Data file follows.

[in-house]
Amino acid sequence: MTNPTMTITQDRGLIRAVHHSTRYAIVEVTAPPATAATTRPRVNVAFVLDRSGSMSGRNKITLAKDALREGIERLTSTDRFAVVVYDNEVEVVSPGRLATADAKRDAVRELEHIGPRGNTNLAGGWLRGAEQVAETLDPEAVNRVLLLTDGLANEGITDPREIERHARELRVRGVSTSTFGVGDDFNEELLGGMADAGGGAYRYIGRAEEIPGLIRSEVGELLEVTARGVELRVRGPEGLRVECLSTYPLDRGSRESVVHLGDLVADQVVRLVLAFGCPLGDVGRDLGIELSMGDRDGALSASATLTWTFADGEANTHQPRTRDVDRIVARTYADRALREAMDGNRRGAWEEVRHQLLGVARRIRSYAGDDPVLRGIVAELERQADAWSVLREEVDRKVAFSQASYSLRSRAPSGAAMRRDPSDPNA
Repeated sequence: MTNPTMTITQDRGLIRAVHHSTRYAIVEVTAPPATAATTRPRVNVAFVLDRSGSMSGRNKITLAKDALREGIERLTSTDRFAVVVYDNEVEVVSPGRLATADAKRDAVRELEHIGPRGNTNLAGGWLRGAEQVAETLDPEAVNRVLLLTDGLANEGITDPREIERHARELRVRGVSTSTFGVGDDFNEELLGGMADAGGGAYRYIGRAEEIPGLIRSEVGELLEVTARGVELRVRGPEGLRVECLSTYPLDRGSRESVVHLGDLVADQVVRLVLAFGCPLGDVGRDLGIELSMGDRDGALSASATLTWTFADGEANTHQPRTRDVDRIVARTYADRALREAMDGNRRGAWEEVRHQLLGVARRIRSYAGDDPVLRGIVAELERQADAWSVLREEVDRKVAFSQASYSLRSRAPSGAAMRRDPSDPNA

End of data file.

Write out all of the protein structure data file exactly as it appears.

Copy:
[in-house]
Amino acid sequence: MTNPTMTITQDRGLIRAVHHSTRYAIVEVTAPPATAATTRPRVNVAFVLDRSGSMSGRNKITLAKDALREGIERLTSTDRFAVVVYDNEVEVVSPGRLATADAKRDAVRELEHIGPRGNTNLAGGWLRGAEQVAETLDPEAVNRVLLLTDGLANEGITDPREIERHARELRVRGVSTSTFGVGDDFNEELLGGMADAGGGAYRYIGRAEEIPGLIRSEVGELLEVTARGVELRVRGPEGLRVECLSTYPLDRGSRESVVHLGDLVADQVVRLVLAFGCPLGDVGRDLGIELSMGDRDGALSASATLTWTFADGEANTHQPRTRDVDRIVARTYADRALREAMDGNRRGAWEEVRHQLLGVARRIRSYAGDDPVLRGIVAELERQADAWSVLREEVDRKVAFSQASYSLRSRAPSGAAMRRDPSDPNA
Repeated sequence: MTNPTMTITQDRGLIRAVHHSTRYAIVEVTAPPATAATTRPRVNVAFVLDRSGSMSGRNKITLAKDALREGIERLTSTDRFAVVVYDNEVEVVSPGRLATADAKRDAVRELEHIGPRGNTNLAGGWLRGAEQVAETLDPEAVNRVLLLTDGLANEGITDPREIERHARELRVRGVSTSTFGVGDDFNEELLGGMADAGGGAYRYIGRAEEIPGLIRSEVGELLEVTARGVELRVRGPEGLRVECLSTYPLDRGSRESVVHLGDLVADQVVRLVLAFGCPLGDVGRDLGIELSMGDRDGALSASATLTWTFADGEANTHQPRTRDVDRIVARTYADRALREAMDGNRRGAWEEVRHQLLGVARRIRSYAGDDPVLRGIVAELERQADAWSVLREEVDRKVAFSQASYSLRSRAPSGAAMRRDPSDPNA